The creation of site-specific dance often has a positive effect on the non-dancers who watch or participate in the work. When creating A Sonnet for the Sea with her ArchiTexture Dance Company, Cavazzi says she attended ship-crew meetings “to win them over.” She eventually incorporated several crew members into the piece. Also, during on-board rehearsals, she noticed some passersby kept returning to observe the piece and talk with her. By the performance time, she says, “They’d developed a sense of ownership in the piece because they’d watched it being created over a period of months.”


For the dance world at large, one advantage of on-site work is that it often attracts audience members who have never seen a dance performance. “Passersby or even people who are too intimidated to attend a dance concert are drawn to my performances,” says Hardenbergh.


To some site-specific choreographers, their greatest role is as a community builder. Loewen says collaboration is essential to realizing her works. Not only does a site-specific dance bring together dancers, place, and audience, it also enlightens the city administrators, local organizations and on-site work crews who make such work possible about the transformative power of dance.


As the Brig Pilgrim crew told Cavazzi after the first Sonnet performance, “This ship has always been so beautiful to us, but we never imagined you could make her more beautiful by bringing her alive with dance. We’ll never be able to look at the ship the same way.”


Camille LeFevre is the dance critic for the
Minneapolis Star Tribune and an independent scholar of site-specific dance.


Photo by Bentley Cavazzi, Courtesy ArchiTexture.

Don’t call her work “activist art,” says choreographer Emily Johnson. Though the endangered natural environment has been her theme in several works, the soft-spoken, slender Johnson says she owes her vision as much to the exploratory vocabulary of contact improvisation as the natural world of her Alaskan childhood.


Praised by Minneapolis critics for the clean, strong physicality of her movement as well as her readiness to take on pertinent issues, Johnson is winning grants and increasing national recognition. Performing on the spit/sluice we are outlaws this past June in a tiny theater adjacent to a bowling alley in Minneapolis, Johnson emanated a ferocity-laced sweetness in a duet, performed with dancer Susan Scalf, that she originally choreographed on a spit of land in her native Alaska. Johnson’s sharp, truncated movements contrasted with Scalf’s more robust presence and whipping limbs, with both styles interspersed with the occasional spoken word or shout. The props included a blue tarp, representing the Mississippi River, in which Johnson rolled herself. At one point, dancers threw glasses of water on windows, then quickly tried to staunch the downward flow with their fingers.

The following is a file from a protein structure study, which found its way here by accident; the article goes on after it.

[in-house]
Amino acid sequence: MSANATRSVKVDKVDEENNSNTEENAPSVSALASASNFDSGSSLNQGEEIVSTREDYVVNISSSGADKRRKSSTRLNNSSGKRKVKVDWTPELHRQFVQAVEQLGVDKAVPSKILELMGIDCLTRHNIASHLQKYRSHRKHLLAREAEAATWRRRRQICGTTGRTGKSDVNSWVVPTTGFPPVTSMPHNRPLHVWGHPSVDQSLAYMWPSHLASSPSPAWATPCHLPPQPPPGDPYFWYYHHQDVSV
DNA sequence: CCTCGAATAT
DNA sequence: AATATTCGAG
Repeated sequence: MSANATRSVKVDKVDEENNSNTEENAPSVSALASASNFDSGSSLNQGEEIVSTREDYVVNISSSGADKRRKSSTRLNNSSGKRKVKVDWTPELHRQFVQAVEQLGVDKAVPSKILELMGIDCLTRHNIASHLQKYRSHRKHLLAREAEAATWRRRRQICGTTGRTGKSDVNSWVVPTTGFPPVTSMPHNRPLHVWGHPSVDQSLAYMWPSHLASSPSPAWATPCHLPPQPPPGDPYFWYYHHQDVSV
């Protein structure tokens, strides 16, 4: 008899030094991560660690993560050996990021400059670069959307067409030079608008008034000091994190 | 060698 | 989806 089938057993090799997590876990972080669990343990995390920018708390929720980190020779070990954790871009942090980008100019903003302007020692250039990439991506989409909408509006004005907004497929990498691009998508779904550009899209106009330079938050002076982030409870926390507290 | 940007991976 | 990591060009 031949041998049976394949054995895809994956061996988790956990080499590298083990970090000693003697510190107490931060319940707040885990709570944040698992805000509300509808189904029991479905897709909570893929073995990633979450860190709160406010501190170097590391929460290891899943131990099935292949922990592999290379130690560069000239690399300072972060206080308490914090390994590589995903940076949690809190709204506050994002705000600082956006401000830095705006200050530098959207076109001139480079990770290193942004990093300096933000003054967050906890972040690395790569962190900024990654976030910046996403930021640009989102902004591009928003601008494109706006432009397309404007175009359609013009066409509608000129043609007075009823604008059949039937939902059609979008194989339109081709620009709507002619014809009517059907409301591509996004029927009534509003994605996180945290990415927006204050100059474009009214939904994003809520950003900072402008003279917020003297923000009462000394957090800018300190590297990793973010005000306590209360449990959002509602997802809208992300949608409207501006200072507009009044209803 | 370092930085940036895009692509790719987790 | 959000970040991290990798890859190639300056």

In her freshman year as a scholarship student studying physical therapy at the University of Minnesota, Johnson took a dance class—and changed her major. She studied ballet and modern dance, but her biggest influence at the university was contact improvisation guru Chris Aiken. “Dance improvisation has been a huge force in my training ever since,” she says. “I feel that’s where my base is.” (She has since also studied improvisation with Julyen Hamilton, Jennifer Monson, and Nancy Stark Smith.)

Johnson, 30, who is one-eighth Yup’ik Eskimo, acquired her environmental sensitivity while growing up on the Kenai Peninsula, where she relished her family’s hunting, camping, and fishing trips. Her mother was a homemaker and special-education teacher’s aide, her father an electrician.  Johnson played varsity basketball and ran cross-country in high school. As a child, her only dance training was a “tap and tumble” class, she recalls.